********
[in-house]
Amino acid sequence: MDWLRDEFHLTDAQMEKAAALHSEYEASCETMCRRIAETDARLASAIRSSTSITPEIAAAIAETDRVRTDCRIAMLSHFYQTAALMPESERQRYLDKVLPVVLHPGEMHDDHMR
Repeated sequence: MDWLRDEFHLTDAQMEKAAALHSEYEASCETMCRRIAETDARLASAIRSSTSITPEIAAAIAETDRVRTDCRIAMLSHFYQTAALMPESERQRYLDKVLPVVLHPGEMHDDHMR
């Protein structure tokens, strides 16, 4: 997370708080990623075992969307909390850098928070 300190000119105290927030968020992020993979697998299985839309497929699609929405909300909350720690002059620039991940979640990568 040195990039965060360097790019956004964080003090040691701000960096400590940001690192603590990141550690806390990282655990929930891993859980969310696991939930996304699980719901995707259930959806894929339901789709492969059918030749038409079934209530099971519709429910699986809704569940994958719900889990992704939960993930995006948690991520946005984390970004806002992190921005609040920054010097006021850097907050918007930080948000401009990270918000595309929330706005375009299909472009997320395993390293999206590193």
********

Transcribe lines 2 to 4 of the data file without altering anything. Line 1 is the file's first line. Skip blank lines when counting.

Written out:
Amino acid sequence: MDWLRDEFHLTDAQMEKAAALHSEYEASCETMCRRIAETDARLASAIRSSTSITPEIAAAIAETDRVRTDCRIAMLSHFYQTAALMPESERQRYLDKVLPVVLHPGEMHDDHMR
Repeated sequence: MDWLRDEFHLTDAQMEKAAALHSEYEASCETMCRRIAETDARLASAIRSSTSITPEIAAAIAETDRVRTDCRIAMLSHFYQTAALMPESERQRYLDKVLPVVLHPGEMHDDHMR
């Protein structure tokens, strides 16, 4: 997370708080990623075992969307909390850098928070 300190000119105290927030968020992020993979697998299985839309497929699609929405909300909350720690002059620039991940979640990568 040195990039965060360097790019956004964080003090040691701000960096400590940001690192603590990141550690806390990282655990929930891993859980969310696991939930996304699980719901995707259930959806894929339901789709492969059918030749038409079934209530099971519709429910699986809704569940994958719900889990992704939960993930995006948690991520946005984390970004806002992190921005609040920054010097006021850097907050918007930080948000401009990270918000595309929330706005375009299909472009997320395993390293999206590193």